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Ann Coloproctol > Volume 27(6); 2011 > Article
Kim: Clinical Characteristics of Ischemic Colitis According to the Localization
See Article on Page [Related article:] 282-286
Ischemic colitis (IC) occurs as a result of an inadequate blood supply to the colon. The segmental nature of IC can be explained by the vascular anatomy and the blood flow to the colon and the rectum. Colonic blood flow is supplied by three vessels: the superior mesentetic artery, the inferior mesenteric artery, and the superior hemorrhoidal artery. The vascular anatomy, however, is variable and often individually unique. Watershed zones are areas that are frequently susceptible to ischemic insult as a result of their location between two different vascular supplies. These areas include the splenic flexure (Griffiths' point) and the sigmoid colon (Sudeck's point), both of which may have potentially limited collateral blood flow. The significance of these anatomic points in an individual case cannot be determined without angiographic confirmation of vascular anatomy. Overall, the left part of the colon seems to be affected by IC in 75% of the cases. The right part of the colon, including the ileocecal area, can be affected as well, but the incidence is reported to be low. However, Brandt et al. [1] reported an affection of the left colon in only 32.6% of 313 patients and more right-sided and pancolon involvement and less hepatic and splenic flexure involvement than have previous studies. Confirmed again in their study was the predominant association of certain comorbidities, i.e., hypertension, diabetes mellitus, and coronary artery disease, in patients with IC. Chronic kidney disease requiring dialysis was again a more common comorbidity in cases of right colon IC than it was for IC in general. Sepsis was a major cause of IC in patients with pancolon involvement. Chronic obstructive pulmonary disease (COPD), previous stroke, and hyperthyroidism were shown to be the only three statistically significant independent predictors of mortality. Finally, with right colon involvement, surgery was more commonly required, and death was more frequently observed compared with the aggregate of all other patterns of IC. Carlson and Madoff [2] also suggested that the watershed zone was not especially vulnerable. Glauser et al. [3] also suggested that every segment of the colon could be affected by IC. The region of Griffith' point did not show a significant higher incidence of IC than the right colon. The right colon was significantly more often affected than the left colon in patients with non-steroidal anti-inflammatory drug (NSAID) intake. In this study, the author suggests that IC of the right colon is significantly associated with renal failure, requires more surgical treatment and shows higher mortality than IC of the left colon.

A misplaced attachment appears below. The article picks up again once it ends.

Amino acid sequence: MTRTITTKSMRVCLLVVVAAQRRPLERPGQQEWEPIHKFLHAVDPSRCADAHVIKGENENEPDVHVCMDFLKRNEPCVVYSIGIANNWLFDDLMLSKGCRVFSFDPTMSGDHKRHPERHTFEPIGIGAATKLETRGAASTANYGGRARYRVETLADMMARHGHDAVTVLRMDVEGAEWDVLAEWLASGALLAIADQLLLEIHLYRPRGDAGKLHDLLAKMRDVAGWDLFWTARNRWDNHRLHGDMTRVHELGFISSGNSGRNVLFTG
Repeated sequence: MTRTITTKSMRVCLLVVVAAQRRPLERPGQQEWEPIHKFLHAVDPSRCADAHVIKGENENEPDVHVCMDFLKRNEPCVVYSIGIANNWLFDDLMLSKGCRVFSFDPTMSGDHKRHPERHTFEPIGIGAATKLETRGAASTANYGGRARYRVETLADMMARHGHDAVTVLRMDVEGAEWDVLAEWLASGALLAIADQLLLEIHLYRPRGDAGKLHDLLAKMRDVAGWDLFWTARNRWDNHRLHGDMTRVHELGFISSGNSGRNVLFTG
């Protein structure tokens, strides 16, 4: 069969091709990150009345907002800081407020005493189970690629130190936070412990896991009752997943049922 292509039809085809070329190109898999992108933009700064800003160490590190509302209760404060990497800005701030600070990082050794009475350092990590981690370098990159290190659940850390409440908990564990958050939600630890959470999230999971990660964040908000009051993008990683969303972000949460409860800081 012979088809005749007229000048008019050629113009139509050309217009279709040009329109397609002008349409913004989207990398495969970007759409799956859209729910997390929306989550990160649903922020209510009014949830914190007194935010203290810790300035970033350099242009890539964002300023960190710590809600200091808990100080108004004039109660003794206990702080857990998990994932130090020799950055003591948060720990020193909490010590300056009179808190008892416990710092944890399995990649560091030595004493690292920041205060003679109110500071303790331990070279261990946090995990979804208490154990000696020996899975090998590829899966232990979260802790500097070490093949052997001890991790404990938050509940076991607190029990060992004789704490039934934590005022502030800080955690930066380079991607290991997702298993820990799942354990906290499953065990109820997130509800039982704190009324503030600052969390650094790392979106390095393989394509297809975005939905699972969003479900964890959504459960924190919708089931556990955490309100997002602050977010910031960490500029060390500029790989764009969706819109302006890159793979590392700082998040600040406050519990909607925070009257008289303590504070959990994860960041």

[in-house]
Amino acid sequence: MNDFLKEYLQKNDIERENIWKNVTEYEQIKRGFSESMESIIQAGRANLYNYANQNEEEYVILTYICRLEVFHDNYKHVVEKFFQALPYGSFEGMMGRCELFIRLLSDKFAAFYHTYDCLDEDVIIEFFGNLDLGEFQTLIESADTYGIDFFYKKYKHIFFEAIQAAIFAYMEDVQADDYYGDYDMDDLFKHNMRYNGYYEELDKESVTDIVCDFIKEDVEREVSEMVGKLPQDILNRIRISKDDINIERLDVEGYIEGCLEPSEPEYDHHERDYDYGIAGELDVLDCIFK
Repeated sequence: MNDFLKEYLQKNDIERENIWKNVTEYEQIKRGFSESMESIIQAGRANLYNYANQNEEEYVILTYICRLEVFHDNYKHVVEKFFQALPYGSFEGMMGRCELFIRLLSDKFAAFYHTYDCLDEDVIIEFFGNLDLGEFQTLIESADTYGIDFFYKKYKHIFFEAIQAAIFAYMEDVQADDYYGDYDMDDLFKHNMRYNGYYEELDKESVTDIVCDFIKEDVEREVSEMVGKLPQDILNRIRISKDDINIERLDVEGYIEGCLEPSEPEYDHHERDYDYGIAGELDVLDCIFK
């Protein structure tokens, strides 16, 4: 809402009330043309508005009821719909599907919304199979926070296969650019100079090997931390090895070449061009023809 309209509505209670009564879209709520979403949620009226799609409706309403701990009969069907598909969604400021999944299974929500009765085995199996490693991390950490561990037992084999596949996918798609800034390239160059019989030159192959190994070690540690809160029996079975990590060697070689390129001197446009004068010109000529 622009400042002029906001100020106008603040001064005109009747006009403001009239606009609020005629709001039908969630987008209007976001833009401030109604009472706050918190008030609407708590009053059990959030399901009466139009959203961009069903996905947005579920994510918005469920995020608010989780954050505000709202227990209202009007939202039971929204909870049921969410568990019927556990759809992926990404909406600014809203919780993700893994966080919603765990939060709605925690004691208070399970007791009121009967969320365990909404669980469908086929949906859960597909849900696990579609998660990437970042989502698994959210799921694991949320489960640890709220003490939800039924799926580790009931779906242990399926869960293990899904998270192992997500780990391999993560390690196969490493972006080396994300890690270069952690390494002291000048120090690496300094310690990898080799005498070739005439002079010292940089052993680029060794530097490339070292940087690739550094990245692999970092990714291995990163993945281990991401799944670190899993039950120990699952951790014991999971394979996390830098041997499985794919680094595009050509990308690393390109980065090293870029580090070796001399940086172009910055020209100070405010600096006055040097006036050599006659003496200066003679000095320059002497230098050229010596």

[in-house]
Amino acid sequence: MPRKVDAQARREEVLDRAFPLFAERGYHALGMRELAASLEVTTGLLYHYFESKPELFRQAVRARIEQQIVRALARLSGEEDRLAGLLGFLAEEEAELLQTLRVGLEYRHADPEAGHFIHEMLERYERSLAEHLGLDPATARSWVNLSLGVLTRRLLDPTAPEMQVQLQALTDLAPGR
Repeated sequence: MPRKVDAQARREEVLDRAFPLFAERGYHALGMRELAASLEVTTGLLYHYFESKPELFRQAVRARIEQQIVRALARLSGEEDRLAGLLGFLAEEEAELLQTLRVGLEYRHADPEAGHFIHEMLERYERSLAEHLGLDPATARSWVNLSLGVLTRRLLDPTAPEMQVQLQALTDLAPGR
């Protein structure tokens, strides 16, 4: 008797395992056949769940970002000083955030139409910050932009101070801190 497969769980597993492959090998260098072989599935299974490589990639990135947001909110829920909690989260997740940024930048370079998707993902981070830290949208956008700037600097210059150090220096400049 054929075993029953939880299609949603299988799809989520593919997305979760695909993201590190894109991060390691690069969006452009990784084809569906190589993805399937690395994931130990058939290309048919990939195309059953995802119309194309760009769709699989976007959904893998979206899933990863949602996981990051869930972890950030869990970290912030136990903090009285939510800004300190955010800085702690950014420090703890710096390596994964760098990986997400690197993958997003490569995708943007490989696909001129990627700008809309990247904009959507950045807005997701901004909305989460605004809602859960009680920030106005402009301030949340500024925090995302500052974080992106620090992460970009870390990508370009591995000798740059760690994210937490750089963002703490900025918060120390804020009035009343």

1. Brandt LJ, Feuerstadt P, Blaszka MC. Anatomic patterns, patient characteristics, and clinical outcomes in ischemic colitis: a study of 313 cases supported by histology. Am J Gastroenterol 2010;105:2245–2252. PMID: 20531399.
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2. Carlson RM, Madoff RD. Is "ischemic" colitis ischemic? Dis Colon Rectum 2011;54:370–373. PMID: 21304312.
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3. Glauser PM, Wermuth P, Cathomas G, Kuhnt E, Kaser SA, Maurer CA. Ischemic colitis: clinical presentation, localization in relation to risk factors, and long-term results. World J Surg 2011;35:2549–2554. PMID: 21882031.
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